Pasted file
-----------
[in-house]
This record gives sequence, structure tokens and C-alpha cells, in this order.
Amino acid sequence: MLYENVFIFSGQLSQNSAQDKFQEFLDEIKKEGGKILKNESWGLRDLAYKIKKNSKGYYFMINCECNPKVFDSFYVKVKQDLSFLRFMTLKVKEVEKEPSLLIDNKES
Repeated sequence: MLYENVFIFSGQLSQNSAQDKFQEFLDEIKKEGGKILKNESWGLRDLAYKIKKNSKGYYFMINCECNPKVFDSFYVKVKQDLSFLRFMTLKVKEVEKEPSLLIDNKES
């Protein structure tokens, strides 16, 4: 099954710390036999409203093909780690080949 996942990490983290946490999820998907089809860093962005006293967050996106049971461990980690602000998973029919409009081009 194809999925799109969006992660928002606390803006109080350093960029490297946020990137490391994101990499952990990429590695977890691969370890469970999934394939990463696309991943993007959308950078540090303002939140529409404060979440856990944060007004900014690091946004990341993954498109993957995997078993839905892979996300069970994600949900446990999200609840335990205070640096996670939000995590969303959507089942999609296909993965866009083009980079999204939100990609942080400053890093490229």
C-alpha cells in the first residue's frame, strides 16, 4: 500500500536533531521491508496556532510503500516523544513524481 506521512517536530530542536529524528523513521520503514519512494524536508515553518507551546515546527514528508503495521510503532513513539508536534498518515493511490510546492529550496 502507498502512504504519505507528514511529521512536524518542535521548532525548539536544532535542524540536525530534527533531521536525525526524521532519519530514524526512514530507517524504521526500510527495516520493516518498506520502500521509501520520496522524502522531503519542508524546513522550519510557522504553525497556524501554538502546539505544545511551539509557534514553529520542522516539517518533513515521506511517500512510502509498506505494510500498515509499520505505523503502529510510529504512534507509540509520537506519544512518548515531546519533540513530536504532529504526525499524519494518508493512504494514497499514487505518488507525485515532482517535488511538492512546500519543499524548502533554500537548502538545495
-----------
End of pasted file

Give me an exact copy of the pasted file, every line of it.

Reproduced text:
[in-house]
This record gives sequence, structure tokens and C-alpha cells, in this order.
Amino acid sequence: MLYENVFIFSGQLSQNSAQDKFQEFLDEIKKEGGKILKNESWGLRDLAYKIKKNSKGYYFMINCECNPKVFDSFYVKVKQDLSFLRFMTLKVKEVEKEPSLLIDNKES
Repeated sequence: MLYENVFIFSGQLSQNSAQDKFQEFLDEIKKEGGKILKNESWGLRDLAYKIKKNSKGYYFMINCECNPKVFDSFYVKVKQDLSFLRFMTLKVKEVEKEPSLLIDNKES
């Protein structure tokens, strides 16, 4: 099954710390036999409203093909780690080949 996942990490983290946490999820998907089809860093962005006293967050996106049971461990980690602000998973029919409009081009 194809999925799109969006992660928002606390803006109080350093960029490297946020990137490391994101990499952990990429590695977890691969370890469970999934394939990463696309991943993007959308950078540090303002939140529409404060979440856990944060007004900014690091946004990341993954498109993957995997078993839905892979996300069970994600949900446990999200609840335990205070640096996670939000995590969303959507089942999609296909993965866009083009980079999204939100990609942080400053890093490229």
C-alpha cells in the first residue's frame, strides 16, 4: 500500500536533531521491508496556532510503500516523544513524481 506521512517536530530542536529524528523513521520503514519512494524536508515553518507551546515546527514528508503495521510503532513513539508536534498518515493511490510546492529550496 502507498502512504504519505507528514511529521512536524518542535521548532525548539536544532535542524540536525530534527533531521536525525526524521532519519530514524526512514530507517524504521526500510527495516520493516518498506520502500521509501520520496522524502522531503519542508524546513522550519510557522504553525497556524501554538502546539505544545511551539509557534514553529520542522516539517518533513515521506511517500512510502509498506505494510500498515509499520505505523503502529510510529504512534507509540509520537506519544512518548515531546519533540513530536504532529504526525499524519494518508493512504494514497499514487505518488507525485515532482517535488511538492512546500519543499524548502533554500537548502538545495